As I rebuild this blog, I think of many topics to cover, and that I’ve covered in the previous iteration of Miss Lola Says. There is one, however, that haunts me. That topic is the one that informs my work, the impetus for this blog, and how I live. I’ll just say it…
Most people get etiquette wrong, including the ones who get paid the big bucks to teach it.
Etiquette or soft skills are important. I cannot tell you what knowing the finer points about good manners has done for me. This morning I thought of 5 things that have changed the course of my life, and how I view others. These are the things that helped me understand etiquette and soft skills much better.
Knowing which fork to use and when to speak or eat are great things to know, but feeling good about my unique personality and make-up as an individual means more. I will never be the type to wear beaded gowns or eat at the palace, but you can bet if invited, I will be taking my most authentic self with that knowledge. Sometimes etiquette experts support the false notion that people become someone else once they learn those rules. No. There is greater acceptance in the rules – for self and for others. Self-acceptance is or should be enhanced not embellished.
There is no destination with these rules. Listen, there is an infinite amount of etiquette rules. There are as many rules as there are people on the planet. Just when you master 3 rules, fifty-nine more await you. Travel? Well, the rules you learn in Ohio just won’t cut it in Virginia or in Australia. The rules will change and there will be no finite ending to them. Etiquette, protocol, and soft skill lessons are lifelong learning.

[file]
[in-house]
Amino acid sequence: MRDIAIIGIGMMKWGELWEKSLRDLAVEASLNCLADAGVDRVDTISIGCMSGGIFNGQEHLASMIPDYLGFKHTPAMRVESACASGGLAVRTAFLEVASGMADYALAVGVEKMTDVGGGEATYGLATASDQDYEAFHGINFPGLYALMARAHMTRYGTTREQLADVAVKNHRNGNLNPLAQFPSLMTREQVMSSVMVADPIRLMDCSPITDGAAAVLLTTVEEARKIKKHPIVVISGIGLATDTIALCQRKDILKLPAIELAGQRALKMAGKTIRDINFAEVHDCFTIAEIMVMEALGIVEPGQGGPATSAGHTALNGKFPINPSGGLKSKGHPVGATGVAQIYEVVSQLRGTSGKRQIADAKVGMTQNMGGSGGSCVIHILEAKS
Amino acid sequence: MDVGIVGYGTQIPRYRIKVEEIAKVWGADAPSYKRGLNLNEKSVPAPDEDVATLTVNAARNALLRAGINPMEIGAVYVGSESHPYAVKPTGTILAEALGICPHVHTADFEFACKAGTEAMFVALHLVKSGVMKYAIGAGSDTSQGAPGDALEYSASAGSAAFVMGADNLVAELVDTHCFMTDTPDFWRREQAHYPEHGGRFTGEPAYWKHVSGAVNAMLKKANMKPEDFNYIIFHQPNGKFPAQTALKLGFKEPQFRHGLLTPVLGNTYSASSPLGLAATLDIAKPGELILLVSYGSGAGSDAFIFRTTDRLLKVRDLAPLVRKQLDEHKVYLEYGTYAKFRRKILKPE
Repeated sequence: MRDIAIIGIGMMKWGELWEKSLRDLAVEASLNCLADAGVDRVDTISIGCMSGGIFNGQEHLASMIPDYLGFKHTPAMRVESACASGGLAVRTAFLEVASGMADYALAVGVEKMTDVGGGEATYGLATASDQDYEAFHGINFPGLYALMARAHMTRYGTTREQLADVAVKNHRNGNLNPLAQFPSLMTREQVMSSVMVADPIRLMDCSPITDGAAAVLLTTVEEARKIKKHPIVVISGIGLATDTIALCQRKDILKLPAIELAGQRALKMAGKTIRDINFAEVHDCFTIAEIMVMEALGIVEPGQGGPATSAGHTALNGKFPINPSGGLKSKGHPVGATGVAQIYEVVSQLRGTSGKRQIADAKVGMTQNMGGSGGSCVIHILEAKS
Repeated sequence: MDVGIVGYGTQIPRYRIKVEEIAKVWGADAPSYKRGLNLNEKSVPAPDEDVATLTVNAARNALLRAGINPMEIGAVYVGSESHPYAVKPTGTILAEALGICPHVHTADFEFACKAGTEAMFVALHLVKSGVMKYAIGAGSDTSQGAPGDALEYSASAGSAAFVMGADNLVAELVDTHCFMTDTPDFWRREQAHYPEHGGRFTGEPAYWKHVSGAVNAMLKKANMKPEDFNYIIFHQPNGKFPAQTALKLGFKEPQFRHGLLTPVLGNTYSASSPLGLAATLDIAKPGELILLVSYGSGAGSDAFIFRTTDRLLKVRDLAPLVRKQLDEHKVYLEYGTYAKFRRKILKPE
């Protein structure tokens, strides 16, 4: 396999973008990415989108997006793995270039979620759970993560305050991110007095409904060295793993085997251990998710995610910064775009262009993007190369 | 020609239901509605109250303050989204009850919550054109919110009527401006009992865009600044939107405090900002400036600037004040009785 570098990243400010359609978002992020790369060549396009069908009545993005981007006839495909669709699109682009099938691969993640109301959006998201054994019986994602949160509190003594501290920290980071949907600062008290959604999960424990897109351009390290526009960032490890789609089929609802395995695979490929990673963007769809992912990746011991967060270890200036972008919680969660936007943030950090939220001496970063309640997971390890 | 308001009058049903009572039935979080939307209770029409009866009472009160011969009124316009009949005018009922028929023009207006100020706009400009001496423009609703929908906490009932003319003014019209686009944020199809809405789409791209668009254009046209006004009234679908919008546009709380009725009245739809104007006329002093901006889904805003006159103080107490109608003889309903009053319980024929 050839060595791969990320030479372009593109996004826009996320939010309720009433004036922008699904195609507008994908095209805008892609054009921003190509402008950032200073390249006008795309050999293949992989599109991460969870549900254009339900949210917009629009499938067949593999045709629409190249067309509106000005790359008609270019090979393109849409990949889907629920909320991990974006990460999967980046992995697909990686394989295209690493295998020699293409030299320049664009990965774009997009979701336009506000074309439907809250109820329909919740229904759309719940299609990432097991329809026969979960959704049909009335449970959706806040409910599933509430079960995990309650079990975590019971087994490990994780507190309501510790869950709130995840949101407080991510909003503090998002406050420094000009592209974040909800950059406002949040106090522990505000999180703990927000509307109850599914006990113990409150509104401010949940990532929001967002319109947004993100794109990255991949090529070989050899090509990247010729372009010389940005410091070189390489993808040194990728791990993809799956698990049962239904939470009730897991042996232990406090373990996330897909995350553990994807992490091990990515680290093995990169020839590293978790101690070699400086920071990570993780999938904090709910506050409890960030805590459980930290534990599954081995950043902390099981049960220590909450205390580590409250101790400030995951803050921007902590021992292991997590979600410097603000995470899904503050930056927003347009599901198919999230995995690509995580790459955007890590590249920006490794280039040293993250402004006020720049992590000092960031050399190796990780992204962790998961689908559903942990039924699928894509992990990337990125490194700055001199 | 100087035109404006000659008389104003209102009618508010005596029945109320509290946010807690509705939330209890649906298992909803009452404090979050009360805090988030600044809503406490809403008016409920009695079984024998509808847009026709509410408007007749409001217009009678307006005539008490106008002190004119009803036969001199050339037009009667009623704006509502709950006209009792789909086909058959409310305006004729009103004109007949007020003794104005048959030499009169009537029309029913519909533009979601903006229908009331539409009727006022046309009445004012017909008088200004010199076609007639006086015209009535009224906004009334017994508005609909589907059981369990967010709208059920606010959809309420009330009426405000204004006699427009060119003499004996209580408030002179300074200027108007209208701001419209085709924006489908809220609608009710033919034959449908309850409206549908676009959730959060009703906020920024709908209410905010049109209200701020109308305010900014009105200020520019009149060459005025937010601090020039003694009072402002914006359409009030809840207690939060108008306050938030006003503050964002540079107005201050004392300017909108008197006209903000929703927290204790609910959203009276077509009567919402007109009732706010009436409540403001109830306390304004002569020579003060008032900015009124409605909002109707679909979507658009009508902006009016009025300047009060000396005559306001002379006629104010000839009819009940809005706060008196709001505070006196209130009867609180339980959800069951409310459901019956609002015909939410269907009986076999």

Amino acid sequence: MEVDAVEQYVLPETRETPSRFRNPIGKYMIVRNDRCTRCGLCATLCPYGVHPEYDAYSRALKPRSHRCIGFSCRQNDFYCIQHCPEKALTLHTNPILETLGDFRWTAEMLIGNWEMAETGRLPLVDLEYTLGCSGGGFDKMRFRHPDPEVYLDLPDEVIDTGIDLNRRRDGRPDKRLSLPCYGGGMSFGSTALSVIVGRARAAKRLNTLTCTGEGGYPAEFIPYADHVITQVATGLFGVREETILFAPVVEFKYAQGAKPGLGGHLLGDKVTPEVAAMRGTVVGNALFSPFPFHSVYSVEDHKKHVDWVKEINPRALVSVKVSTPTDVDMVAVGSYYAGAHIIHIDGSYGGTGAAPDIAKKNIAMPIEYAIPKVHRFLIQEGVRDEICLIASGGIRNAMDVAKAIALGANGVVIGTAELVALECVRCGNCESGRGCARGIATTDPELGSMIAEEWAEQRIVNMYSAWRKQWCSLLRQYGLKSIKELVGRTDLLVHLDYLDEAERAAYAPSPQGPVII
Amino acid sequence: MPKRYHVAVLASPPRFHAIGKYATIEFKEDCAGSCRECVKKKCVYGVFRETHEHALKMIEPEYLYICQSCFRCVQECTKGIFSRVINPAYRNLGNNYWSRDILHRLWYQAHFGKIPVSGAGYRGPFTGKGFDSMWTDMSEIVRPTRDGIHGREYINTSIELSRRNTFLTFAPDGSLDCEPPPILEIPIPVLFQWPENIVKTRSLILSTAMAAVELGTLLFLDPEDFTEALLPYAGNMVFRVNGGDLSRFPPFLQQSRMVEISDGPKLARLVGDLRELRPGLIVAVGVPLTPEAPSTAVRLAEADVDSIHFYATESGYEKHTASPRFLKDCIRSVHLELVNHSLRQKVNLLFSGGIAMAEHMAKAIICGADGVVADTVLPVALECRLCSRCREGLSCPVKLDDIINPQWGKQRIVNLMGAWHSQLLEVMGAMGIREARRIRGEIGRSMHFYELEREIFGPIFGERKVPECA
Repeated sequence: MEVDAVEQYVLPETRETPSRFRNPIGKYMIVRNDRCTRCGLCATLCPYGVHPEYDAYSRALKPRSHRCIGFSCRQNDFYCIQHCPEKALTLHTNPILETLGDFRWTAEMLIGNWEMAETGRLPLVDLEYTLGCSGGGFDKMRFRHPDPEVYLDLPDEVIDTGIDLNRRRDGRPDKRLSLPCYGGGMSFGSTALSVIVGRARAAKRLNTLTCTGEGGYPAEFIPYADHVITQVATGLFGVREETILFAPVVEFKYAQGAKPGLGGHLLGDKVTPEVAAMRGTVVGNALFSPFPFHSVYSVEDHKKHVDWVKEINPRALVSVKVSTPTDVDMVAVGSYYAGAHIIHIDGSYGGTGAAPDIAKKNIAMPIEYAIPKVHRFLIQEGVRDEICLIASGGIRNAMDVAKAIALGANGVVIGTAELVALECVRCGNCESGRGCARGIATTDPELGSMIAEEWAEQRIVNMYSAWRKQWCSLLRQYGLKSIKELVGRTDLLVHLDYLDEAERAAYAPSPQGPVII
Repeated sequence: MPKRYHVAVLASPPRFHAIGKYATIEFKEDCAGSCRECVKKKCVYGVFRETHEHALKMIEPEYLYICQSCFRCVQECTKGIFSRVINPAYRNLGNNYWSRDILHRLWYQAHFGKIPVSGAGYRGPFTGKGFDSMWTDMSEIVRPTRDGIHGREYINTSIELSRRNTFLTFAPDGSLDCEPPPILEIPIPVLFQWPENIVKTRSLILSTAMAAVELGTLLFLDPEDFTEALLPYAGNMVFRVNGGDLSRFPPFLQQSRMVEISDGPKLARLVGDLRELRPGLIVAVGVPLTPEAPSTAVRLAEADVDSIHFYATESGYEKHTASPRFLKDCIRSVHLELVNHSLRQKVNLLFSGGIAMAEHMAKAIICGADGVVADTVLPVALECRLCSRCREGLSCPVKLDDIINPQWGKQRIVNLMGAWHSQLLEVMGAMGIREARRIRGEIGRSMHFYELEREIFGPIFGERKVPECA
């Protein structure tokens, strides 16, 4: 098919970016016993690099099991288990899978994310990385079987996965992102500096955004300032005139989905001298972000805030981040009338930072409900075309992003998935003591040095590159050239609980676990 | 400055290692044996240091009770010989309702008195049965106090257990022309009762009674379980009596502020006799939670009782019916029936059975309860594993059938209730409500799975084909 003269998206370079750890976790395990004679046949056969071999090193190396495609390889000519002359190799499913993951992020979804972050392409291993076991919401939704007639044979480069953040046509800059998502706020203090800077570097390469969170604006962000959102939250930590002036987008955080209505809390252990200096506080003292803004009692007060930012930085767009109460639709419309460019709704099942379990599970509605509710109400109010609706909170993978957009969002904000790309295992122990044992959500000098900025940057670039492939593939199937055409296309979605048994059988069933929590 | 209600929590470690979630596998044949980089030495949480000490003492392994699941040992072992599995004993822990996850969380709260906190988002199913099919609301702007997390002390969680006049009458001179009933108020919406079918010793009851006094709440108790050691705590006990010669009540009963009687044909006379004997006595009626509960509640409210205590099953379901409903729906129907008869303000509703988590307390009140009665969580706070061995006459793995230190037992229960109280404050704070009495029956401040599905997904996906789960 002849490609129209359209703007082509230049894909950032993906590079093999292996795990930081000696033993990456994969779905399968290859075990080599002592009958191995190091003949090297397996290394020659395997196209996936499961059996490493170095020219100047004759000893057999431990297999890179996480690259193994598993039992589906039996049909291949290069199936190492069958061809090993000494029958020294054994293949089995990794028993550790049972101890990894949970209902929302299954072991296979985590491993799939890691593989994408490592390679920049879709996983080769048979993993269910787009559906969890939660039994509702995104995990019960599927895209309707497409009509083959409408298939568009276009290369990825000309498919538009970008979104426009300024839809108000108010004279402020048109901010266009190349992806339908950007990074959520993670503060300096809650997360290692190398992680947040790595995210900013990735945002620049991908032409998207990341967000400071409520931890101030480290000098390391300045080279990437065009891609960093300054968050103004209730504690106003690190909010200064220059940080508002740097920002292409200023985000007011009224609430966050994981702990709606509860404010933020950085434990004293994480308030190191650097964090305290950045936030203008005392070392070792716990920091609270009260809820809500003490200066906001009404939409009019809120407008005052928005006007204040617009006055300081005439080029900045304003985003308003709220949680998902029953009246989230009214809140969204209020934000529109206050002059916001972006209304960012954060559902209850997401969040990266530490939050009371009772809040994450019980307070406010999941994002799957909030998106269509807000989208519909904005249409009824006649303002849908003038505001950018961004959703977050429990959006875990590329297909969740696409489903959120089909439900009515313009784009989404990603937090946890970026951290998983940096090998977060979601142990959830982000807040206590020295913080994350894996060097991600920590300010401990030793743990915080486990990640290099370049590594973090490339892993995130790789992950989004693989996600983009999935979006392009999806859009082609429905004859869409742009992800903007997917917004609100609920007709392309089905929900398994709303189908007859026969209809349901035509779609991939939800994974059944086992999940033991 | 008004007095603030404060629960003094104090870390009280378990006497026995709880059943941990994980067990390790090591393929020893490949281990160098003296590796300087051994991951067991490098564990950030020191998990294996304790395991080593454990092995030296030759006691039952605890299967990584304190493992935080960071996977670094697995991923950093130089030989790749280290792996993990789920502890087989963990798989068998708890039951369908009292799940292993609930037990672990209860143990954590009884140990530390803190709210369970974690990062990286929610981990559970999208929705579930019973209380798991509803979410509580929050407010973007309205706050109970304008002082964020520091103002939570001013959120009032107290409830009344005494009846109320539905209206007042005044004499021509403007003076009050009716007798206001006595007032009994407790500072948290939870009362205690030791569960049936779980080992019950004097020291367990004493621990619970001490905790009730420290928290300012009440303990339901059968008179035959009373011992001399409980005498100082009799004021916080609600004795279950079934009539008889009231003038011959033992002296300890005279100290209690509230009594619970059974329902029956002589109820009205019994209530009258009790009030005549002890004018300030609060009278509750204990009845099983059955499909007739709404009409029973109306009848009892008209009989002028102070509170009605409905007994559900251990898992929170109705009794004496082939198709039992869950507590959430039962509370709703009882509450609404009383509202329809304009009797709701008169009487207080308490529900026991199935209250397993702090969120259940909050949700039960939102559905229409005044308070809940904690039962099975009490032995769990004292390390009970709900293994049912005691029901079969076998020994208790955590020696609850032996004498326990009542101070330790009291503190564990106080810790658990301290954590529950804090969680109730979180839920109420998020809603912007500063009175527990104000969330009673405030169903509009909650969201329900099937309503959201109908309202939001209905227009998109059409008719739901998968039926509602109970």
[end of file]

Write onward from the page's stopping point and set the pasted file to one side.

There are many layers to the rules of etiquette. It really is not as simple as keeping your elbows off of the table. Do you know why and when to keep your elbows off of the table? Do you even care? Truth is, most of us just want to learn enough of these rules to navigate life and sticky situations. Truth is, a great number of us couldn’t care less. Etiquette is really for those us who have to deal with those who do not care. The layers can drive you freaking nuts, so don’t worry about them.
Unless you’re in an industry fully dependent on the rules of etiquette, there is no reason to devote your life to studying all of the rules. Take what you need and leave the rest.
Knowing when to do what is a great thing. However, the greatest thing next to being comfortable in your own skin in social settings, is making others comfortable in your presence. Being polite is really about being hospitable and making people feel valued via your behavior.
There is no one more socially awkward than me. I will not always use the right fork or remember to remove my elbows from the table or converse with someone in a manner that makes me look reasonably intelligent. I started studying these rules to be comfortable with myself, but discovered that at a meal or in a meeting or at a party I have made others feel at-ease with their own awkwardness. In the private sessions I’ve had with new professionals, I’m often pleasantly surprised to learn that I’ve made them feel okay with not knowing all of the rules. I’m grateful when a client walks away self-assured in their own awkwardness and armed with a bit more ammo to win.
These rules are not for snotty people. The rules are for the rest of us. We’re the people who really just want to be ourselves with a bit of polish and refinement. It takes entirely too much work to be pretentious.